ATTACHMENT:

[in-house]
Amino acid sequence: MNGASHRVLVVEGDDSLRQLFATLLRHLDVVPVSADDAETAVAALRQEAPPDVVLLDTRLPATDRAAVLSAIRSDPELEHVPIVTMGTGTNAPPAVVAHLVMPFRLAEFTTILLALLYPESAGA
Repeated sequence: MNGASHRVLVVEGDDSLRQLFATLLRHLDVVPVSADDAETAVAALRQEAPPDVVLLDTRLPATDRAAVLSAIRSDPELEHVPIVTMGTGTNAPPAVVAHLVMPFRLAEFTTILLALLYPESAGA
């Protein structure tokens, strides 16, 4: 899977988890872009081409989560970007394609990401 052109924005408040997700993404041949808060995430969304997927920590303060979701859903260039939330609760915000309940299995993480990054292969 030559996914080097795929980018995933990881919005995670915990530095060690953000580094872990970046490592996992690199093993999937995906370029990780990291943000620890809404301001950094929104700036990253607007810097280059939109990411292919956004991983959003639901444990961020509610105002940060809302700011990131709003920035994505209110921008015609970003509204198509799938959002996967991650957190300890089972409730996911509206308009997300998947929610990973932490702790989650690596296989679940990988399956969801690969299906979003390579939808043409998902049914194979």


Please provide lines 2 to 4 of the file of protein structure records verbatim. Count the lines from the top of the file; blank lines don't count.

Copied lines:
Amino acid sequence: MNGASHRVLVVEGDDSLRQLFATLLRHLDVVPVSADDAETAVAALRQEAPPDVVLLDTRLPATDRAAVLSAIRSDPELEHVPIVTMGTGTNAPPAVVAHLVMPFRLAEFTTILLALLYPESAGA
Repeated sequence: MNGASHRVLVVEGDDSLRQLFATLLRHLDVVPVSADDAETAVAALRQEAPPDVVLLDTRLPATDRAAVLSAIRSDPELEHVPIVTMGTGTNAPPAVVAHLVMPFRLAEFTTILLALLYPESAGA
């Protein structure tokens, strides 16, 4: 899977988890872009081409989560970007394609990401 052109924005408040997700993404041949808060995430969304997927920590303060979701859903260039939330609760915000309940299995993480990054292969 030559996914080097795929980018995933990881919005995670915990530095060690953000580094872990970046490592996992690199093993999937995906370029990780990291943000620890809404301001950094929104700036990253607007810097280059939109990411292919956004991983959003639901444990961020509610105002940060809302700011990131709003920035994505209110921008015609970003509204198509799938959002996967991650957190300890089972409730996911509206308009997300998947929610990973932490702790989650690596296989679940990988399956969801690969299906979003390579939808043409998902049914194979």